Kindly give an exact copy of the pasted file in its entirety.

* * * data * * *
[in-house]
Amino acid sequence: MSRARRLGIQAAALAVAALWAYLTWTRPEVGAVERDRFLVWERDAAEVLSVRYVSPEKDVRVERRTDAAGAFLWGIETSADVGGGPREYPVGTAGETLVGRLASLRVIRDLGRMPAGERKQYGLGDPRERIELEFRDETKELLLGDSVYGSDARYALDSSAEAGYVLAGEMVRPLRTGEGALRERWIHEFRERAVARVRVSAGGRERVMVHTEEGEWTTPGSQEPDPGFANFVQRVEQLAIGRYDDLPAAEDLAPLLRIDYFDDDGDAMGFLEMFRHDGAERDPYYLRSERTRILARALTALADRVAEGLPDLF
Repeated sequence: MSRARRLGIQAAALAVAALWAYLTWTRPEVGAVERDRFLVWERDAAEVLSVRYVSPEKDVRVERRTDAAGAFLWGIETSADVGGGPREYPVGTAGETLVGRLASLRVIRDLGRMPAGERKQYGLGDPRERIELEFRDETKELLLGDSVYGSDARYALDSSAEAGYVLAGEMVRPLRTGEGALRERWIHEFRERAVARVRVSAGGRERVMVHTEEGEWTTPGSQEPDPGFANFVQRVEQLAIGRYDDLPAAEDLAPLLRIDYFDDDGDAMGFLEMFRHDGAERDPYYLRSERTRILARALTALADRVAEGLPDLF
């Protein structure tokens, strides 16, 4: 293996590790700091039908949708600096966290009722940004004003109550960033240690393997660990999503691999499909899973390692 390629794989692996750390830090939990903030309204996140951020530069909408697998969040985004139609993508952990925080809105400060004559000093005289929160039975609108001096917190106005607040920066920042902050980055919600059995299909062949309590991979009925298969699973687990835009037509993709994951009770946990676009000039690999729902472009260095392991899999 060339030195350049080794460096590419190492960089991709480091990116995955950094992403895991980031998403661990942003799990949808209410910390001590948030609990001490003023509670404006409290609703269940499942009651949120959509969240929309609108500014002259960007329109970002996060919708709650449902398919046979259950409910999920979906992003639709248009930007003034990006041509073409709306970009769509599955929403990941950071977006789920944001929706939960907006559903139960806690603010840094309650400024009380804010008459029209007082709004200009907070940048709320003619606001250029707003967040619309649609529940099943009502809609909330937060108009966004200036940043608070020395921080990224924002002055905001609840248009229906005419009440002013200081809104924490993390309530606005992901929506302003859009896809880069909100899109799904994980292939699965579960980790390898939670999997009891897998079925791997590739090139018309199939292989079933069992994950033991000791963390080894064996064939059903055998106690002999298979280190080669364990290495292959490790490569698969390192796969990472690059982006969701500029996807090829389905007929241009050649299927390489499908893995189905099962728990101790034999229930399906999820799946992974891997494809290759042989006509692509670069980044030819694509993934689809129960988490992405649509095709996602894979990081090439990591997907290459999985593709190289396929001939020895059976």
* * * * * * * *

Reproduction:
[in-house]
Amino acid sequence: MSRARRLGIQAAALAVAALWAYLTWTRPEVGAVERDRFLVWERDAAEVLSVRYVSPEKDVRVERRTDAAGAFLWGIETSADVGGGPREYPVGTAGETLVGRLASLRVIRDLGRMPAGERKQYGLGDPRERIELEFRDETKELLLGDSVYGSDARYALDSSAEAGYVLAGEMVRPLRTGEGALRERWIHEFRERAVARVRVSAGGRERVMVHTEEGEWTTPGSQEPDPGFANFVQRVEQLAIGRYDDLPAAEDLAPLLRIDYFDDDGDAMGFLEMFRHDGAERDPYYLRSERTRILARALTALADRVAEGLPDLF
Repeated sequence: MSRARRLGIQAAALAVAALWAYLTWTRPEVGAVERDRFLVWERDAAEVLSVRYVSPEKDVRVERRTDAAGAFLWGIETSADVGGGPREYPVGTAGETLVGRLASLRVIRDLGRMPAGERKQYGLGDPRERIELEFRDETKELLLGDSVYGSDARYALDSSAEAGYVLAGEMVRPLRTGEGALRERWIHEFRERAVARVRVSAGGRERVMVHTEEGEWTTPGSQEPDPGFANFVQRVEQLAIGRYDDLPAAEDLAPLLRIDYFDDDGDAMGFLEMFRHDGAERDPYYLRSERTRILARALTALADRVAEGLPDLF
């Protein structure tokens, strides 16, 4: 293996590790700091039908949708600096966290009722940004004003109550960033240690393997660990999503691999499909899973390692 390629794989692996750390830090939990903030309204996140951020530069909408697998969040985004139609993508952990925080809105400060004559000093005289929160039975609108001096917190106005607040920066920042902050980055919600059995299909062949309590991979009925298969699973687990835009037509993709994951009770946990676009000039690999729902472009260095392991899999 060339030195350049080794460096590419190492960089991709480091990116995955950094992403895991980031998403661990942003799990949808209410910390001590948030609990001490003023509670404006409290609703269940499942009651949120959509969240929309609108500014002259960007329109970002996060919708709650449902398919046979259950409910999920979906992003639709248009930007003034990006041509073409709306970009769509599955929403990941950071977006789920944001929706939960907006559903139960806690603010840094309650400024009380804010008459029209007082709004200009907070940048709320003619606001250029707003967040619309649609529940099943009502809609909330937060108009966004200036940043608070020395921080990224924002002055905001609840248009229906005419009440002013200081809104924490993390309530606005992901929506302003859009896809880069909100899109799904994980292939699965579960980790390898939670999997009891897998079925791997590739090139018309199939292989079933069992994950033991000791963390080894064996064939059903055998106690002999298979280190080669364990290495292959490790490569698969390192796969990472690059982006969701500029996807090829389905007929241009050649299927390489499908893995189905099962728990101790034999229930399906999820799946992974891997494809290759042989006509692509670069980044030819694509993934689809129960988490992405649509095709996602894979990081090439990591997907290459999985593709190289396929001939020895059976």